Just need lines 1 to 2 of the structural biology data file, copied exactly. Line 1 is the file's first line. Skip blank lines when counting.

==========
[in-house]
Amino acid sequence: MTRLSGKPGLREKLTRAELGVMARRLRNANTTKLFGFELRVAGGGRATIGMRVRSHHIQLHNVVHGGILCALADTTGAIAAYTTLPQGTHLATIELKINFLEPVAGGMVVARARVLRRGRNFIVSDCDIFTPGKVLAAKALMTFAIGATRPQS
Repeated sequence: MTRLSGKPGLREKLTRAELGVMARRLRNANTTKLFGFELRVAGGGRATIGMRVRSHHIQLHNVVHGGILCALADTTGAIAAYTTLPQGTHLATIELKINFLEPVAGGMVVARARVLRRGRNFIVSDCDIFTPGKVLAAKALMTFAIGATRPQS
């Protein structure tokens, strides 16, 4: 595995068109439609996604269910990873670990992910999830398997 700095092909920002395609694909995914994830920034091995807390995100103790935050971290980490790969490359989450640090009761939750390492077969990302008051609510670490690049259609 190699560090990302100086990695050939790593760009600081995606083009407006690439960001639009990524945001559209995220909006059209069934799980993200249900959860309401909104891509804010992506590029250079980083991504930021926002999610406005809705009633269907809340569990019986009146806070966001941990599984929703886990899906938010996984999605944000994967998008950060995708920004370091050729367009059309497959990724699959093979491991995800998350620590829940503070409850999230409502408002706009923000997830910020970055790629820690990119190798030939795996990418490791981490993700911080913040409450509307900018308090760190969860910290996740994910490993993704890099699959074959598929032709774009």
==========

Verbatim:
[in-house]
Amino acid sequence: MTRLSGKPGLREKLTRAELGVMARRLRNANTTKLFGFELRVAGGGRATIGMRVRSHHIQLHNVVHGGILCALADTTGAIAAYTTLPQGTHLATIELKINFLEPVAGGMVVARARVLRRGRNFIVSDCDIFTPGKVLAAKALMTFAIGATRPQS